I have a small toiletry bag that goes in my checked luggage whenever I travel. It has vitamins, supplements that I take when I start feeling ill, my toiletry items, a couple of knives, multi-tools, and fire starters. I don’t use items out of this kit when I’m home…it’s strictly for travel.

Next, I have my backpack set up for both camping/hiking and as a 72 hour kit. I know that is going to be a “Master of the Obvious” statement for many of you, but it’s worth saying. My backpack is always ready to hit the trail. I store it with enough emergency rations for my wife, me, and our 2 boys for 3 days. When we actually go camping, I pull out the rations and put in more palatable food. That doesn’t mean that the pack is ideally set up ideally for a survival situation, but it does mean that I’ll have the basics of fire, water, shelter, food, minor medical, and limited toiletries taken care of. In addition, rather than having a backpack that I use and a 72 hour kit that just sits in a closet untested, I’m quite familiar and comfortable with my gear.

In my truck, I’ve always got some water, food bars, my car 72 hour kit, my EMT med kit, as well as extra clothes. Most of the items in my backpack are well built. They’re high quality items that stand up to repeated use…in some cases over 10 years and hundreds of nights of use and abuse. Most of the items in my car 72 hour kit are compact, lightweight, and intended for one use or a handful of uses.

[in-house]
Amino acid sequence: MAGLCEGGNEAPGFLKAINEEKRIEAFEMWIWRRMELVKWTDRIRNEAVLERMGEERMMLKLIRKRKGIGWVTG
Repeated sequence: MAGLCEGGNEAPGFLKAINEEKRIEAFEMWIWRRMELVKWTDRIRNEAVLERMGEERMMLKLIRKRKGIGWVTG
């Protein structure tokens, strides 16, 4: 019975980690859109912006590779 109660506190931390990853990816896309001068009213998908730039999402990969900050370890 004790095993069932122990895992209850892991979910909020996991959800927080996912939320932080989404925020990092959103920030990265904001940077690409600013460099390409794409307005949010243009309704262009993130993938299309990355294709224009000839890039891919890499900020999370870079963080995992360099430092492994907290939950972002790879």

What did I do on my 10 minute drill? Drove my truck out in the middle of the woods and camped out overnight. It wasn’t fancy, but it was fun.

Something to keep in mind is that you can break this drill down into it’s component parts to make it easier to do. As an example, if you’ve got kids you might want to plan your first 10 minute drill so that you spend the night at a hotel with an indoor pool rather than adding in the additional complexity of camping. There are several reasons for this, among them being that you’ll be more likely to get your family to buy into doing another 10 minute drill if the first one is fun. Another is that the fewer obstacles you put in the path of doing a 10 minute drill, the more likely it’ll be that you actually do them.

And, with that, I want to wish you a very Merry Christmas. Thank you to each and every one of you for joining me on my mission to make the country more resilient by helping as many individuals as possible become more self-reliant.

So, if you can, take a breather for a few days. Soak in time with your friends and family. Enjoy the moment and try to completely ignore as many problems as you can. And, as you’re enjoying time together, remember to stop and take mental snapshots to lock in as many happy memories as you can.  I like to visualize putting these snapshots in a safe in my mind that I can go back to in the future when I need a pick-me-up.

God bless, stay safe, and have a very Merry Christmas!

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  • Scott

    Reply Reply December 30, 2020

    Great review and advice for the new year Ox, thanks.

    To add stress to the exercise, be in bed and require you and your family to get up and dress to bug out. Next level, set an alarm and actually be asleep, then see if 10 minutes is achievable.